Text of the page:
Four Stores to Find Free or Low-Cost Pallets

pallets

According to the National Wooden Pallet & Container Association, around 1.8 billion pallets are used across the U.S. These items are used for shipping and storage, but they can also be creatively repurposed. Pallets are large platforms that can be converted into tables, racks, and more. What’s more, they can even be found for free.

You will be amazed by what can be achieved with a drill, some screws, and paint. The Internet has a wealth of creative suggestions that suit any interior. Don’t miss any sales and deals in your area – just check Menards ad this week to save on your DIY supplies.

New or Used?

Should you look for cheap or free pallets? The answer depends on your goals. Second-hand items are often stained or soiled, which makes craft projects complicated. In addition, used pallets will also harbor bacteria, so you should clean them thoroughly. However, if you need a weathered look, an old pallet is perfect.

For example, here is an exciting project which you can easily complete using building materials at Menards.com. If your pallet has closely spaced slats, turn it into a tabletop for any room! You will need the following supplies:            

  • sandpaper/electric sander,
  • four wheels or quick-mount table legs with plates,
  • paint,
  • varnish,
  • brush/roller,
  • drill,
  • screws.

Cut the pallet if necessary. Sand the surface thoroughly, paint it, and varnish. Attach the legs or wheels – and voila! Here is where you are most likely to find pallets for this and other projects:

1.  Your Local Dry Goods Store

Check stores that sell furniture, appliances, clothes, etc. They sell goods which are transported from one location to another. Pallets usually remain dry and relatively clean due to the nature of the cargo.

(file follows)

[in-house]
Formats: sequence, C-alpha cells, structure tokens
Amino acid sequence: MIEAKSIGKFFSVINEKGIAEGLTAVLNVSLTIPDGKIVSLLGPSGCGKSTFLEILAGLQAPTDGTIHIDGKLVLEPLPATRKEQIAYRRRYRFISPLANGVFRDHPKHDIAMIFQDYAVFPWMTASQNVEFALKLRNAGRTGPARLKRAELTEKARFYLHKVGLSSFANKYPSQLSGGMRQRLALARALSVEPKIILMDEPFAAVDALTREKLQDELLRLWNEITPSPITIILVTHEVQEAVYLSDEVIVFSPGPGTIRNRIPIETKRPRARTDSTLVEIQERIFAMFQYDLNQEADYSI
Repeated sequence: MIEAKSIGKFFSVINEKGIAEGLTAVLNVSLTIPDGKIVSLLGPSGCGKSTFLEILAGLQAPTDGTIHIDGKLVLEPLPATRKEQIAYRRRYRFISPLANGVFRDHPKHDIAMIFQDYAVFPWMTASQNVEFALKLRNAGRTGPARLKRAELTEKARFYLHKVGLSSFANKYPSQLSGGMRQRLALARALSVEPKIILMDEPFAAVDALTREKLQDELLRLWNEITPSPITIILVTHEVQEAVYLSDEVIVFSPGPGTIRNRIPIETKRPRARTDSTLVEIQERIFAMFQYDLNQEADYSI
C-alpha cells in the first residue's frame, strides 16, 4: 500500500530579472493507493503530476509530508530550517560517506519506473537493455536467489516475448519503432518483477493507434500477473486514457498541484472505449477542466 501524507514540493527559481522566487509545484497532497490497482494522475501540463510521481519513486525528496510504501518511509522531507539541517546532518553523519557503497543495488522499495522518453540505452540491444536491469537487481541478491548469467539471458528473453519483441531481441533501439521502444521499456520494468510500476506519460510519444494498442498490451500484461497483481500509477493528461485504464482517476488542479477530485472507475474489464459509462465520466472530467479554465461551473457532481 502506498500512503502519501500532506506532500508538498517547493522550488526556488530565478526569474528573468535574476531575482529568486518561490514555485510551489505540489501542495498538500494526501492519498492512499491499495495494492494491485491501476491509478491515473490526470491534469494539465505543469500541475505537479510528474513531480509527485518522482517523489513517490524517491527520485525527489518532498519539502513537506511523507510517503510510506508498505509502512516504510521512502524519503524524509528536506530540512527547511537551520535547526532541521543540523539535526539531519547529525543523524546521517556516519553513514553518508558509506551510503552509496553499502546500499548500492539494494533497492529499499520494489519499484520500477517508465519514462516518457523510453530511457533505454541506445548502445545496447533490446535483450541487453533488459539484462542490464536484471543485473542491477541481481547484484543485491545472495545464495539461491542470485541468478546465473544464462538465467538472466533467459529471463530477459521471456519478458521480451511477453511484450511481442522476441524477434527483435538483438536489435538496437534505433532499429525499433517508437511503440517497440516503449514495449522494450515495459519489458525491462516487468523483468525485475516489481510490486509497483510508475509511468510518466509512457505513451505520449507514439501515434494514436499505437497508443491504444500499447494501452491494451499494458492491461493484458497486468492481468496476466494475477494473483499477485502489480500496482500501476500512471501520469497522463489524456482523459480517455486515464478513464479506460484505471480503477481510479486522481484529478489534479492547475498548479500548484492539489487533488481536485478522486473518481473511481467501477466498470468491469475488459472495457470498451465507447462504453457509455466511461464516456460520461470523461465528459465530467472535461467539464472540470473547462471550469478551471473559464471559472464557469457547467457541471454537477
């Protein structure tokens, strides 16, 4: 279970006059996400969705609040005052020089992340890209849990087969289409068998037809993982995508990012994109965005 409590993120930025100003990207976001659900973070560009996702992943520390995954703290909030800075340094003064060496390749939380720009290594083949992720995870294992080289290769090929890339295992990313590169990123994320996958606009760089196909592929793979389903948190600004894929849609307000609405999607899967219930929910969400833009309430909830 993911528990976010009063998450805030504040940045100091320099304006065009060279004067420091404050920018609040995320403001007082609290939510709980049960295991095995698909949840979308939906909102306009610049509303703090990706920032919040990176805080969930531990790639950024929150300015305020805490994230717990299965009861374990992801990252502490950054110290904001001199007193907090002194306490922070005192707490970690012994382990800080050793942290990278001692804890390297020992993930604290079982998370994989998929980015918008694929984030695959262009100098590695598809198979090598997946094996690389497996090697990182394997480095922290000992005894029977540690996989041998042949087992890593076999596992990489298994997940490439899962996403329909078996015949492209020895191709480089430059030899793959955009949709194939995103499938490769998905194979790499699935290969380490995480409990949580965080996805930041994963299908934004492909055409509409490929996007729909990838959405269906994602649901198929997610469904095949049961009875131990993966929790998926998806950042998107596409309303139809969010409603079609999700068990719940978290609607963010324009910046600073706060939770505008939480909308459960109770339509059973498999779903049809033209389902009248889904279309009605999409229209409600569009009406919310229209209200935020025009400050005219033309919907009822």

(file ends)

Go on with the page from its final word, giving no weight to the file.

Generally, it is easier to secure free pallets from a small local store, rather than a huge retailer. The bigger the company – the higher the probability of it having a rigorous return/recycle policy. However, remember to negotiate with the owner first. Without approval, you may be accused of theft.

2.  Your Local Hardware Store

Many hardware stores are locally owned. This even applies to big chains like Hardware Hank. As they do not get colossal deliveries, the volume of pallets is usually too low for recycling. Thus, if you ask the manager, they may let you take their pallets. Approval is mandatory, even if you see a pallet sitting in the dumpster.

3.  Your Local Craft Store

Michaels is a national chain of craft stores. There are over 1,200 locations across the US, and some of these offer pallets for free. Check with the manager first, as policies vary. The stores do not get many pallets, but these may be put outside or into dumpsters.

4.  Your Local Big Box Store

Here, everything depends on each store’s own policy. Home Depot has a special agreement with distributors. These do not allow them to give their used pallets away. The official explanation is that pallets are expensive to produce, and returning them allows Home Depot to keep their prices down. The items are recovered by the distribution firm. Competing stores have more lax policies.

Walmart will not allow you to collect used pallets, either. However, the store sells new and recovered pallets online. Thus, it is not the perfect location. Lowe’s retail chain always uses pallets in huge numbers. Lowe’s has its own recycling centers where these items go.

However, this does not mean you cannot try to negotiate with the managers. Their willingness to help you depends on location. Some may still agree to give their pallets away, while others may charge a fee.

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